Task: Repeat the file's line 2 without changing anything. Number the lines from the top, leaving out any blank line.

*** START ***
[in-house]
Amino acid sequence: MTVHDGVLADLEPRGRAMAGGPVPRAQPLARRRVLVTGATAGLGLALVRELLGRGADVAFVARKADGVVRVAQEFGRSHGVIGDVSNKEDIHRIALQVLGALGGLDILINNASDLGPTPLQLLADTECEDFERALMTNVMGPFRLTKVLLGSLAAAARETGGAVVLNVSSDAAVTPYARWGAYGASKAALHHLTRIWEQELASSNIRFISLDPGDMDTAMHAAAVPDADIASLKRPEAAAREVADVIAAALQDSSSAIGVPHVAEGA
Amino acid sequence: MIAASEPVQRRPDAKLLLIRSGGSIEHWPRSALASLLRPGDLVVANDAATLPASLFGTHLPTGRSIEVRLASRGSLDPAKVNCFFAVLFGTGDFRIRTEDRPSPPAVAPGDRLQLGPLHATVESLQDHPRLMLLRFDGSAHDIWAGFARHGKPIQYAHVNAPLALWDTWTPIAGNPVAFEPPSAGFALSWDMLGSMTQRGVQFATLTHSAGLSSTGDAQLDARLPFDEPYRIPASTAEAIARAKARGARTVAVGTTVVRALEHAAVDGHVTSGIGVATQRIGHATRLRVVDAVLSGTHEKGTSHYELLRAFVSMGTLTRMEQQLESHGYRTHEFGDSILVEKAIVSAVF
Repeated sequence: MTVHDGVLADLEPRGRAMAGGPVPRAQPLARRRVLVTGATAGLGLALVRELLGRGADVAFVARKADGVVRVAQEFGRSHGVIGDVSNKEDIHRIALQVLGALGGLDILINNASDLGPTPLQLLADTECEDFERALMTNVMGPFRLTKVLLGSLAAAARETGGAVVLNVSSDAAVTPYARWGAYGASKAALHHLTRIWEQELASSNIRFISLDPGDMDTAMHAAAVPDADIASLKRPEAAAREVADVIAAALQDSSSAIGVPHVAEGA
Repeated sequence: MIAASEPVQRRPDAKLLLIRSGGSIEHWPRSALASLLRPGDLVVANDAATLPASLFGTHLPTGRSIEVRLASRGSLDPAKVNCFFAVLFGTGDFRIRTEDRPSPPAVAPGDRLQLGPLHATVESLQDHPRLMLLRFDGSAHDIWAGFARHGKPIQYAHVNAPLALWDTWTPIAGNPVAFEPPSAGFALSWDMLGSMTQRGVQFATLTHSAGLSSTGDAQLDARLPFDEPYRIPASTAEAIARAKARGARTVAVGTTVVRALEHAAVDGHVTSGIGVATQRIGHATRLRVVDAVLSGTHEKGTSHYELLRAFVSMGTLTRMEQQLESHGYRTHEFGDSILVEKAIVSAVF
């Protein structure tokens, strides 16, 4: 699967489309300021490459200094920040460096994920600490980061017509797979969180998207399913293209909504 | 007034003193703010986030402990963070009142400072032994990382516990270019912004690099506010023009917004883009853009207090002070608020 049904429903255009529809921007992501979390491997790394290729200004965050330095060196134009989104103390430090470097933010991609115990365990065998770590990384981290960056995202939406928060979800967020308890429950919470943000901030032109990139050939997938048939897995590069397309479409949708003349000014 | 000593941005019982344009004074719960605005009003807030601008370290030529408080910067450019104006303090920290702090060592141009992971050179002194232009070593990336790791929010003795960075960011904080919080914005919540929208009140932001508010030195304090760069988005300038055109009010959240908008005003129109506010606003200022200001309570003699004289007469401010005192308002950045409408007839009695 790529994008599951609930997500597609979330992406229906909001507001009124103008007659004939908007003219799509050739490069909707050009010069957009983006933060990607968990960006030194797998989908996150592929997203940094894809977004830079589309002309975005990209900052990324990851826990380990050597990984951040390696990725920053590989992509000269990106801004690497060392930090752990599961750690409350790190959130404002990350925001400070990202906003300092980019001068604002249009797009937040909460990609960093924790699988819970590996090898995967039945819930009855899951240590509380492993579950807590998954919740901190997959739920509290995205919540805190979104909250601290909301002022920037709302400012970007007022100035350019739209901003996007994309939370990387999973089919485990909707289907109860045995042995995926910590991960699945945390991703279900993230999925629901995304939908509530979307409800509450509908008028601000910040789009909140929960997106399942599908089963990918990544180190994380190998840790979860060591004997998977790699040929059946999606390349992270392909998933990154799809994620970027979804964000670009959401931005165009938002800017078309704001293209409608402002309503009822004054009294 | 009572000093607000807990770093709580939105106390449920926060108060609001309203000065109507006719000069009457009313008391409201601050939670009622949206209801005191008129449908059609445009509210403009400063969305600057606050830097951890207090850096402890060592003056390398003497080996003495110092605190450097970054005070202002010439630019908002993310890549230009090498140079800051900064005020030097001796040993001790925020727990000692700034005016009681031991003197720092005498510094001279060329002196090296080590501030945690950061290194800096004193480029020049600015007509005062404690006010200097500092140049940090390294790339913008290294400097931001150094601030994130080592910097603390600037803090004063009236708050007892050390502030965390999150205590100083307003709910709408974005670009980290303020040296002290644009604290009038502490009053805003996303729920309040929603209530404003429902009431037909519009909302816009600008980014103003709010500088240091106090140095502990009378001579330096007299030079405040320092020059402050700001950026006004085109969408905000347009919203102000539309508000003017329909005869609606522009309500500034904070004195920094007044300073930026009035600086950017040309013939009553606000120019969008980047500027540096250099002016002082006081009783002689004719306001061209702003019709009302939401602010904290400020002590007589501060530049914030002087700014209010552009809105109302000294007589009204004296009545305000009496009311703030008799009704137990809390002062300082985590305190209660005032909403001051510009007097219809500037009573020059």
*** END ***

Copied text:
Amino acid sequence: MTVHDGVLADLEPRGRAMAGGPVPRAQPLARRRVLVTGATAGLGLALVRELLGRGADVAFVARKADGVVRVAQEFGRSHGVIGDVSNKEDIHRIALQVLGALGGLDILINNASDLGPTPLQLLADTECEDFERALMTNVMGPFRLTKVLLGSLAAAARETGGAVVLNVSSDAAVTPYARWGAYGASKAALHHLTRIWEQELASSNIRFISLDPGDMDTAMHAAAVPDADIASLKRPEAAAREVADVIAAALQDSSSAIGVPHVAEGA